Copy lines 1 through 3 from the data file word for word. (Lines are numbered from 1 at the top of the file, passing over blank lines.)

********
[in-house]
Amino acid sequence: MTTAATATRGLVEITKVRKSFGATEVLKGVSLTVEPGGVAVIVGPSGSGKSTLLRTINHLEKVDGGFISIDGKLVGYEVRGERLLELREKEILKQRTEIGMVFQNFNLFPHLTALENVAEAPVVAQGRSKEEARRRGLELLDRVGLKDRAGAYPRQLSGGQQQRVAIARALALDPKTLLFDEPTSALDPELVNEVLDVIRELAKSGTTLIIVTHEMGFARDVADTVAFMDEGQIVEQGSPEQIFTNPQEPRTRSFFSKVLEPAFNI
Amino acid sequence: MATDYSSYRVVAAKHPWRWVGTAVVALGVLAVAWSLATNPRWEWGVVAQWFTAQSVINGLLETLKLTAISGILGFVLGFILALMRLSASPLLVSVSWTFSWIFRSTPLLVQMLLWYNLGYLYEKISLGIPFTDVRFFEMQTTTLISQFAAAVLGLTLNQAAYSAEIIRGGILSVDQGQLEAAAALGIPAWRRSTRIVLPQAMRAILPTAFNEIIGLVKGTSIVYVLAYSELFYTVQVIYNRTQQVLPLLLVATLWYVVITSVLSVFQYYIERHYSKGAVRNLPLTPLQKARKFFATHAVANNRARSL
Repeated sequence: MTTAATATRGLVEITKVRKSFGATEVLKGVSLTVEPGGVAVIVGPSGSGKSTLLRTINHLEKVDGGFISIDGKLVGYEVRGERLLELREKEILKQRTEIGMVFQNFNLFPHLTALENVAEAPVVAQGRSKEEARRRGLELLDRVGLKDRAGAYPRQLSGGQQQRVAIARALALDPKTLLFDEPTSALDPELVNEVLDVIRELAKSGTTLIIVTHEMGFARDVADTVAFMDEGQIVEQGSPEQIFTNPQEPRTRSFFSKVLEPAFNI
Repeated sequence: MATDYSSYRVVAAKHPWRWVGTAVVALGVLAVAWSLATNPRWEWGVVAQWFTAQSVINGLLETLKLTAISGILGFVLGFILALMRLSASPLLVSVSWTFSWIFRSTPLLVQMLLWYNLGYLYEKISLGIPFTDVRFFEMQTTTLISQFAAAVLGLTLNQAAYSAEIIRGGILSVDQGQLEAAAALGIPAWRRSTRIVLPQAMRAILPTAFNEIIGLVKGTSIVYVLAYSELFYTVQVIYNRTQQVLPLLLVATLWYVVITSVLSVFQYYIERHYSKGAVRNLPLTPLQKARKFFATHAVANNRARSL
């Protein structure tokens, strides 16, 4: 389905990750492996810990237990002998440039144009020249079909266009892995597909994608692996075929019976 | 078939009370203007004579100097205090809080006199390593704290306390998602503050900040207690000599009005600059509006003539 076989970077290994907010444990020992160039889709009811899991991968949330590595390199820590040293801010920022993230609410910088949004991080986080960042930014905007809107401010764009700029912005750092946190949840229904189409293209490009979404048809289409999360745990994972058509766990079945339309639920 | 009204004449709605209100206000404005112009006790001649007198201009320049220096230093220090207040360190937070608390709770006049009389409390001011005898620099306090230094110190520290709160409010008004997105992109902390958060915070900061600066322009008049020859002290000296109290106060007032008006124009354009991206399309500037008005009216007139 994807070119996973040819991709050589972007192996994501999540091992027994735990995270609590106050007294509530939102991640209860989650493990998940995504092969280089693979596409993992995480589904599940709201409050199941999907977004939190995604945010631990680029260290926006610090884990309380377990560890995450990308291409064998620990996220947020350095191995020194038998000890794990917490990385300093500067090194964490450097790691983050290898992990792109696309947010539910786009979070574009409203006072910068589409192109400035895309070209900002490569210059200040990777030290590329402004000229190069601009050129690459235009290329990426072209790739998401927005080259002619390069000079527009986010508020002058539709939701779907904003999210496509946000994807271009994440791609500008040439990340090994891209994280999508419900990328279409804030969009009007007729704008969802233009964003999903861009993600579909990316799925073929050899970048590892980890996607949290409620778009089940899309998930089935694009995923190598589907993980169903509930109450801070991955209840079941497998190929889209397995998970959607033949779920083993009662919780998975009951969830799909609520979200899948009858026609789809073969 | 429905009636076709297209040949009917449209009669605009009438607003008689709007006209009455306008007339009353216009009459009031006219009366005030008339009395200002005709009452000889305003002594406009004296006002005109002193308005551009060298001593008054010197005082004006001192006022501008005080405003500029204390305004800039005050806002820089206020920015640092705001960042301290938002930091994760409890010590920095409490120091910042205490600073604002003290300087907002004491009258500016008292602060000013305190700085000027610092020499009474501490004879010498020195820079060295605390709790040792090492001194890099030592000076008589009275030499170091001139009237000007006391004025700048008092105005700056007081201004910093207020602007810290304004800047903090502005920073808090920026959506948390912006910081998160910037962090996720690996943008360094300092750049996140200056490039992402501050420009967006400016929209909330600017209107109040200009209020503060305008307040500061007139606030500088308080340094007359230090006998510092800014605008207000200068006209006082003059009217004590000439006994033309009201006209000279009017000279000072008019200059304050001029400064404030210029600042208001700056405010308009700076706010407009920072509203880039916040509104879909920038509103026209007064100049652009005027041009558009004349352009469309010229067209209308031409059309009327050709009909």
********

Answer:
[in-house]
Amino acid sequence: MTTAATATRGLVEITKVRKSFGATEVLKGVSLTVEPGGVAVIVGPSGSGKSTLLRTINHLEKVDGGFISIDGKLVGYEVRGERLLELREKEILKQRTEIGMVFQNFNLFPHLTALENVAEAPVVAQGRSKEEARRRGLELLDRVGLKDRAGAYPRQLSGGQQQRVAIARALALDPKTLLFDEPTSALDPELVNEVLDVIRELAKSGTTLIIVTHEMGFARDVADTVAFMDEGQIVEQGSPEQIFTNPQEPRTRSFFSKVLEPAFNI
Amino acid sequence: MATDYSSYRVVAAKHPWRWVGTAVVALGVLAVAWSLATNPRWEWGVVAQWFTAQSVINGLLETLKLTAISGILGFVLGFILALMRLSASPLLVSVSWTFSWIFRSTPLLVQMLLWYNLGYLYEKISLGIPFTDVRFFEMQTTTLISQFAAAVLGLTLNQAAYSAEIIRGGILSVDQGQLEAAAALGIPAWRRSTRIVLPQAMRAILPTAFNEIIGLVKGTSIVYVLAYSELFYTVQVIYNRTQQVLPLLLVATLWYVVITSVLSVFQYYIERHYSKGAVRNLPLTPLQKARKFFATHAVANNRARSL